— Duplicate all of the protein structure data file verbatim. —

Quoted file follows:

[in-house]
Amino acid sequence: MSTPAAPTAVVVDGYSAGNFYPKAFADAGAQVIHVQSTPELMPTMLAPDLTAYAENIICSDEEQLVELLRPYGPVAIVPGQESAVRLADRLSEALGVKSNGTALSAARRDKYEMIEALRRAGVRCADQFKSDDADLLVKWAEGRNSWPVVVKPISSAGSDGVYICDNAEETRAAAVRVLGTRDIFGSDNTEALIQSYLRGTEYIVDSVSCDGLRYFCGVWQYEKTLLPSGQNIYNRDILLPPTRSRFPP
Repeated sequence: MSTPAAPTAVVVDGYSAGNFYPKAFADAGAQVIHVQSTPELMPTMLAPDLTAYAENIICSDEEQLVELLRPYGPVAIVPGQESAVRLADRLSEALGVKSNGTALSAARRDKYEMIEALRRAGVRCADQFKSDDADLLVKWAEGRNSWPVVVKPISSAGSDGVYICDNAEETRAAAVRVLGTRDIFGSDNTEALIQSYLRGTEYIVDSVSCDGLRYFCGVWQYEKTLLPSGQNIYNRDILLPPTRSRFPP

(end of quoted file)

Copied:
[in-house]
Amino acid sequence: MSTPAAPTAVVVDGYSAGNFYPKAFADAGAQVIHVQSTPELMPTMLAPDLTAYAENIICSDEEQLVELLRPYGPVAIVPGQESAVRLADRLSEALGVKSNGTALSAARRDKYEMIEALRRAGVRCADQFKSDDADLLVKWAEGRNSWPVVVKPISSAGSDGVYICDNAEETRAAAVRVLGTRDIFGSDNTEALIQSYLRGTEYIVDSVSCDGLRYFCGVWQYEKTLLPSGQNIYNRDILLPPTRSRFPP
Repeated sequence: MSTPAAPTAVVVDGYSAGNFYPKAFADAGAQVIHVQSTPELMPTMLAPDLTAYAENIICSDEEQLVELLRPYGPVAIVPGQESAVRLADRLSEALGVKSNGTALSAARRDKYEMIEALRRAGVRCADQFKSDDADLLVKWAEGRNSWPVVVKPISSAGSDGVYICDNAEETRAAAVRVLGTRDIFGSDNTEALIQSYLRGTEYIVDSVSCDGLRYFCGVWQYEKTLLPSGQNIYNRDILLPPTRSRFPP